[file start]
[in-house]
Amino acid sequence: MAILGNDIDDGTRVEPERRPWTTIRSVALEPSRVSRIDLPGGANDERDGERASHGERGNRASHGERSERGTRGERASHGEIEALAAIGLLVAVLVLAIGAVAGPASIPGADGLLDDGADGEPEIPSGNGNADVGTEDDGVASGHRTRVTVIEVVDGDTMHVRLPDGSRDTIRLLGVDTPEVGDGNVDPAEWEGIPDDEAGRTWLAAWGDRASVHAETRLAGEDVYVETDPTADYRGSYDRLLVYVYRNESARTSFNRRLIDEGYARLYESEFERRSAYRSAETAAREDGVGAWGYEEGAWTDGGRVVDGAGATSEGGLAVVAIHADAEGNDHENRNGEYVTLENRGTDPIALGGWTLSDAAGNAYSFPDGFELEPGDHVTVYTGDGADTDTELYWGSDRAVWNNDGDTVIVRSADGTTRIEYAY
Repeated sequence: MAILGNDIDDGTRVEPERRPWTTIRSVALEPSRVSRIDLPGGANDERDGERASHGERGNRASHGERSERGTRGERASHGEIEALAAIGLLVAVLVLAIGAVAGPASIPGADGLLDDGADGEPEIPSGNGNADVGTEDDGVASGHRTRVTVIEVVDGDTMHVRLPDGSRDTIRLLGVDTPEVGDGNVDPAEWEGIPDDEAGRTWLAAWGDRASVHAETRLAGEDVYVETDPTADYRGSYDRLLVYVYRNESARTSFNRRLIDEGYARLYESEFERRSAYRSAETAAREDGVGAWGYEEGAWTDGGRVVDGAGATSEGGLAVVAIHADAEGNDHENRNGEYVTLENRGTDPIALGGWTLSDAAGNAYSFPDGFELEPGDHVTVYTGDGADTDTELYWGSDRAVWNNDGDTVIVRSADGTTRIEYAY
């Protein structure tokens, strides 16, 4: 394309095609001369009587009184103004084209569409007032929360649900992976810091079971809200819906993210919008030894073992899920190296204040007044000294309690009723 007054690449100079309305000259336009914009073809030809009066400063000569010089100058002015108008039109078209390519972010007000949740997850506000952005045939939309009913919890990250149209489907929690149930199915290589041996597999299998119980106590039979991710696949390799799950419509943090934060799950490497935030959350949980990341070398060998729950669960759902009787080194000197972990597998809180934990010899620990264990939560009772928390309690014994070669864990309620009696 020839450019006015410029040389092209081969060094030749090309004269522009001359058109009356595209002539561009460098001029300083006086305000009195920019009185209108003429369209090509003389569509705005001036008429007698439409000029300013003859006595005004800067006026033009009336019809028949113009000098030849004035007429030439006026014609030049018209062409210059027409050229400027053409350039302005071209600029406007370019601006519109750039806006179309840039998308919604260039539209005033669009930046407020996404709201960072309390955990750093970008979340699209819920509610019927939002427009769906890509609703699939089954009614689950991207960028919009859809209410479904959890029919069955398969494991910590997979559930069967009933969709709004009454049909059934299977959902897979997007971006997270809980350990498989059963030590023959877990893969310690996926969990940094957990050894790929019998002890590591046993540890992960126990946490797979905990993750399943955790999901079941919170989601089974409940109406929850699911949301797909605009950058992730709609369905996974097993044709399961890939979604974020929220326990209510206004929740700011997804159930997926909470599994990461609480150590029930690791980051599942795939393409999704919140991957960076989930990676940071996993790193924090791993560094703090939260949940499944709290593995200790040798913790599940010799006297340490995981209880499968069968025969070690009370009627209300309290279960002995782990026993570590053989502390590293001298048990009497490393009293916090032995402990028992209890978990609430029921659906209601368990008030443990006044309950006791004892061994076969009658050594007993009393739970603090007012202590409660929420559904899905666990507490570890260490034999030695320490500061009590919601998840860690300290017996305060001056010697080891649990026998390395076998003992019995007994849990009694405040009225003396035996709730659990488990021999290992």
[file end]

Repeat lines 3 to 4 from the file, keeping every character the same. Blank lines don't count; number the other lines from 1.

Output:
Repeated sequence: MAILGNDIDDGTRVEPERRPWTTIRSVALEPSRVSRIDLPGGANDERDGERASHGERGNRASHGERSERGTRGERASHGEIEALAAIGLLVAVLVLAIGAVAGPASIPGADGLLDDGADGEPEIPSGNGNADVGTEDDGVASGHRTRVTVIEVVDGDTMHVRLPDGSRDTIRLLGVDTPEVGDGNVDPAEWEGIPDDEAGRTWLAAWGDRASVHAETRLAGEDVYVETDPTADYRGSYDRLLVYVYRNESARTSFNRRLIDEGYARLYESEFERRSAYRSAETAAREDGVGAWGYEEGAWTDGGRVVDGAGATSEGGLAVVAIHADAEGNDHENRNGEYVTLENRGTDPIALGGWTLSDAAGNAYSFPDGFELEPGDHVTVYTGDGADTDTELYWGSDRAVWNNDGDTVIVRSADGTTRIEYAY
């Protein structure tokens, strides 16, 4: 394309095609001369009587009184103004084209569409007032929360649900992976810091079971809200819906993210919008030894073992899920190296204040007044000294309690009723 007054690449100079309305000259336009914009073809030809009066400063000569010089100058002015108008039109078209390519972010007000949740997850506000952005045939939309009913919890990250149209489907929690149930199915290589041996597999299998119980106590039979991710696949390799799950419509943090934060799950490497935030959350949980990341070398060998729950669960759902009787080194000197972990597998809180934990010899620990264990939560009772928390309690014994070669864990309620009696 020839450019006015410029040389092209081969060094030749090309004269522009001359058109009356595209002539561009460098001029300083006086305000009195920019009185209108003429369209090509003389569509705005001036008429007698439409000029300013003859006595005004800067006026033009009336019809028949113009000098030849004035007429030439006026014609030049018209062409210059027409050229400027053409350039302005071209600029406007370019601006519109750039806006179309840039998308919604260039539209005033669009930046407020996404709201960072309390955990750093970008979340699209819920509610019927939002427009769906890509609703699939089954009614689950991207960028919009859809209410479904959890029919069955398969494991910590997979559930069967009933969709709004009454049909059934299977959902897979997007971006997270809980350990498989059963030590023959877990893969310690996926969990940094957990050894790929019998002890590591046993540890992960126990946490797979905990993750399943955790999901079941919170989601089974409940109406929850699911949301797909605009950058992730709609369905996974097993044709399961890939979604974020929220326990209510206004929740700011997804159930997926909470599994990461609480150590029930690791980051599942795939393409999704919140991957960076989930990676940071996993790193924090791993560094703090939260949940499944709290593995200790040798913790599940010799006297340490995981209880499968069968025969070690009370009627209300309290279960002995782990026993570590053989502390590293001298048990009497490393009293916090032995402990028992209890978990609430029921659906209601368990008030443990006044309950006791004892061994076969009658050594007993009393739970603090007012202590409660929420559904899905666990507490570890260490034999030695320490500061009590919601998840860690300290017996305060001056010697080891649990026998390395076998003992019995007994849990009694405040009225003396035996709730659990488990021999290992």